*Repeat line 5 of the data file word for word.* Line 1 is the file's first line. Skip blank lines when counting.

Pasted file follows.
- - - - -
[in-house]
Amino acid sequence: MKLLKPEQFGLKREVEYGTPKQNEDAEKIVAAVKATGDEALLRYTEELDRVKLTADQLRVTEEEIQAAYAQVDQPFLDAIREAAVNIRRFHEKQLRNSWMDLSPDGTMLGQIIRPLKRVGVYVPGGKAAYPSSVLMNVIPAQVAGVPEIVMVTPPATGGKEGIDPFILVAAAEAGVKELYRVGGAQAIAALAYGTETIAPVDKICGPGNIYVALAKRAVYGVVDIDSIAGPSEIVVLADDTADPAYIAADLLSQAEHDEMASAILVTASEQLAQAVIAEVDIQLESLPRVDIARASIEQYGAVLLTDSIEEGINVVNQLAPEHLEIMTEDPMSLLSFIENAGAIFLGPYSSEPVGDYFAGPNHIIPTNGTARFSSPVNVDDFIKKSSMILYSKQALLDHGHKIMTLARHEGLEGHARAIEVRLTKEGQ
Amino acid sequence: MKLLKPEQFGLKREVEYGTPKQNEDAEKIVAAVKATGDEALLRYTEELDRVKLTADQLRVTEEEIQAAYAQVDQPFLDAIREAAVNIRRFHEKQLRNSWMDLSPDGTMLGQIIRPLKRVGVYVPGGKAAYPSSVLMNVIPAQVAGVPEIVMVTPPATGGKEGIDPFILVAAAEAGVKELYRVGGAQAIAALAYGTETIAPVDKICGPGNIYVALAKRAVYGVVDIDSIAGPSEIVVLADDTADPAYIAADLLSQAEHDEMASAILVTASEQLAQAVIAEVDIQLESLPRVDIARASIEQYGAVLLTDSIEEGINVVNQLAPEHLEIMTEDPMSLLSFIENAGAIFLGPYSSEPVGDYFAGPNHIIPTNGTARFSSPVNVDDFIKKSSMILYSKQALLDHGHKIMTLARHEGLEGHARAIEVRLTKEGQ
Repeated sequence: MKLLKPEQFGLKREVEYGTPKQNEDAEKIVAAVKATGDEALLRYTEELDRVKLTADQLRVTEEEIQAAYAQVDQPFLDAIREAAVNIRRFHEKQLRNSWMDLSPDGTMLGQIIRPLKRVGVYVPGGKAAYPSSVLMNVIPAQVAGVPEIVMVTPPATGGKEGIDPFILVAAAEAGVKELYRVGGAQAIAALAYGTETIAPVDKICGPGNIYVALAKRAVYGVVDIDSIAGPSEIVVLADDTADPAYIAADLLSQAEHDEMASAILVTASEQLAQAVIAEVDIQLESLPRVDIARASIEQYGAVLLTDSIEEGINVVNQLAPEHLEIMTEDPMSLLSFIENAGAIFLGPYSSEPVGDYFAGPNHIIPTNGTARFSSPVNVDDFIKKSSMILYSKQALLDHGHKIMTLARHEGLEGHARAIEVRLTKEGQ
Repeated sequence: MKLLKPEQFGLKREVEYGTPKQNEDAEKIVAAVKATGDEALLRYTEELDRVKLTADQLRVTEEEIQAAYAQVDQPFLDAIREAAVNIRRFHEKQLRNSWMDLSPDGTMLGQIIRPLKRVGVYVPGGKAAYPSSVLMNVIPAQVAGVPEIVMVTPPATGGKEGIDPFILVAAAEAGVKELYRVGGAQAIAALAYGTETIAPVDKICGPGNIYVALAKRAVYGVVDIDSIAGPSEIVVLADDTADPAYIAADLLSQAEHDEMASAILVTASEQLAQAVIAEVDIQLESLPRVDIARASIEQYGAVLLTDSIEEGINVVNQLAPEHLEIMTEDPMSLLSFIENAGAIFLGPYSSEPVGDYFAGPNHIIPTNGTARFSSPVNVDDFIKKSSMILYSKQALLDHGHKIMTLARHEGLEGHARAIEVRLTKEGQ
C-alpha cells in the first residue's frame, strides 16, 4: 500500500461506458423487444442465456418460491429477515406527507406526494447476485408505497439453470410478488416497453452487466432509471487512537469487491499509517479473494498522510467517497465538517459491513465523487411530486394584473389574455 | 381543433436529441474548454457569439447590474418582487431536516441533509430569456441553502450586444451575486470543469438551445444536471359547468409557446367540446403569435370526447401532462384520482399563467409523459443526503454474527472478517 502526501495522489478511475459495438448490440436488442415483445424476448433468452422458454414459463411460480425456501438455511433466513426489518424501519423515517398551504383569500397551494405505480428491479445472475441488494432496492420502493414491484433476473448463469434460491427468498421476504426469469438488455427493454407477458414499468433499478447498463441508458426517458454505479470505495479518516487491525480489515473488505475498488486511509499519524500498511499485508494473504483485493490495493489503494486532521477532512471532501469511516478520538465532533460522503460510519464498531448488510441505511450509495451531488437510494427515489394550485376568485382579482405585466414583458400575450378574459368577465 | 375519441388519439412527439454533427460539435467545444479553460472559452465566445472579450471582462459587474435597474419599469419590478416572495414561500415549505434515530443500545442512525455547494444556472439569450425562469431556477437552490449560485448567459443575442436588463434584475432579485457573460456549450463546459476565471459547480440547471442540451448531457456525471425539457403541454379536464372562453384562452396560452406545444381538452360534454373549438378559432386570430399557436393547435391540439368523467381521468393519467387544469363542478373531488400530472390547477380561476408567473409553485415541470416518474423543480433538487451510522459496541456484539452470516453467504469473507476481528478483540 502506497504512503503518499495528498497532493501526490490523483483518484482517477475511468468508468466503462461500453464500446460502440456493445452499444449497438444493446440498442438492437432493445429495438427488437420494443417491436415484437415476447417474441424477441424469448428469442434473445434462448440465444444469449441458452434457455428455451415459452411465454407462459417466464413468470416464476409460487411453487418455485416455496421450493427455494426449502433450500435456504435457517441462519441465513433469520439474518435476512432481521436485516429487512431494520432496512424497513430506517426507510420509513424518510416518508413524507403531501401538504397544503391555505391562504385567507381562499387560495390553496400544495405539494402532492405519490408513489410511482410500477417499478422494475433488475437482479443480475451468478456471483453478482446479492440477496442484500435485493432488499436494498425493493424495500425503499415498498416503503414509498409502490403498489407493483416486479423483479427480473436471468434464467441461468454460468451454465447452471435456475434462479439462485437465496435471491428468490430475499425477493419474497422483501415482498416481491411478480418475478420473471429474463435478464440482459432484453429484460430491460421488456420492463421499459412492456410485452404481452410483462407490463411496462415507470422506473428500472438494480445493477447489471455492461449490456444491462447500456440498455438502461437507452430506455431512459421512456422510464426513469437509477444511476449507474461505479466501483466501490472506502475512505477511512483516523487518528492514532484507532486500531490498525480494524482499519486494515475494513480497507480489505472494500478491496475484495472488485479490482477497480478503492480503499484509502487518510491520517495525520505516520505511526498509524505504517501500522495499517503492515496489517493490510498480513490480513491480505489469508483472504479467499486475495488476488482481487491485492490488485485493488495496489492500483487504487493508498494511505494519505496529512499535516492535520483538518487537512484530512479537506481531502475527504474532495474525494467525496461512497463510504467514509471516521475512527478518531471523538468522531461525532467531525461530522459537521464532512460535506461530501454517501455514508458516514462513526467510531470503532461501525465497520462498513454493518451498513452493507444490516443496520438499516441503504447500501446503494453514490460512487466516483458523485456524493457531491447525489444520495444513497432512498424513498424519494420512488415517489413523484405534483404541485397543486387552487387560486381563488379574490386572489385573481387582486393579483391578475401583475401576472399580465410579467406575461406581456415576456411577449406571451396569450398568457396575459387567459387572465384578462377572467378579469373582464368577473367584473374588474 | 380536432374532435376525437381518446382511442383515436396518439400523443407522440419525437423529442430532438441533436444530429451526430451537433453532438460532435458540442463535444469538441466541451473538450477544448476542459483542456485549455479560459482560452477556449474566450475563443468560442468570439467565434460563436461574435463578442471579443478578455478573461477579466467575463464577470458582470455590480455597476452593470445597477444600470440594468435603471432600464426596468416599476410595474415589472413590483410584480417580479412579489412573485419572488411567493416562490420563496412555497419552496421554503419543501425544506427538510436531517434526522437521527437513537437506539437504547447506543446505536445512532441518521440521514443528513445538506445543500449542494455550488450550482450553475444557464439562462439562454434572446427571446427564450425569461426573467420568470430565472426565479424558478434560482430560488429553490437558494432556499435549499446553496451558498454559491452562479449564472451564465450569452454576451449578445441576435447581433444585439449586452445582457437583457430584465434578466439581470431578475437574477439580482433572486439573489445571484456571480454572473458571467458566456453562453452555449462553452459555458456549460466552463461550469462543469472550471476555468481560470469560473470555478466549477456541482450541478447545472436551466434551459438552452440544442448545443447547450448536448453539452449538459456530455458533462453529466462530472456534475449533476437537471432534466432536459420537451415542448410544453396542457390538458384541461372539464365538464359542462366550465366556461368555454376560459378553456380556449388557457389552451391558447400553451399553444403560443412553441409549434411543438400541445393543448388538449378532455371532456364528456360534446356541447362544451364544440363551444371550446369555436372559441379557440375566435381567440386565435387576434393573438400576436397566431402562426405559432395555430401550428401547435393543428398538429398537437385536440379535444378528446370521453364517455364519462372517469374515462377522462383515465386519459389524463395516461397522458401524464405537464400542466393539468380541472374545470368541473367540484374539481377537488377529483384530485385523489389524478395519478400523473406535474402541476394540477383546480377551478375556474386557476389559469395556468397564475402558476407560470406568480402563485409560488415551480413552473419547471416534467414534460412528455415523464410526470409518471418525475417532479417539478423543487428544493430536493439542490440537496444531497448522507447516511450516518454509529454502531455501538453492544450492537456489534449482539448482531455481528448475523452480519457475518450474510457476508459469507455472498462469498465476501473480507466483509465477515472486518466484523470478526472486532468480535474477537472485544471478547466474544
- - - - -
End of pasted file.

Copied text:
Repeated sequence: MKLLKPEQFGLKREVEYGTPKQNEDAEKIVAAVKATGDEALLRYTEELDRVKLTADQLRVTEEEIQAAYAQVDQPFLDAIREAAVNIRRFHEKQLRNSWMDLSPDGTMLGQIIRPLKRVGVYVPGGKAAYPSSVLMNVIPAQVAGVPEIVMVTPPATGGKEGIDPFILVAAAEAGVKELYRVGGAQAIAALAYGTETIAPVDKICGPGNIYVALAKRAVYGVVDIDSIAGPSEIVVLADDTADPAYIAADLLSQAEHDEMASAILVTASEQLAQAVIAEVDIQLESLPRVDIARASIEQYGAVLLTDSIEEGINVVNQLAPEHLEIMTEDPMSLLSFIENAGAIFLGPYSSEPVGDYFAGPNHIIPTNGTARFSSPVNVDDFIKKSSMILYSKQALLDHGHKIMTLARHEGLEGHARAIEVRLTKEGQ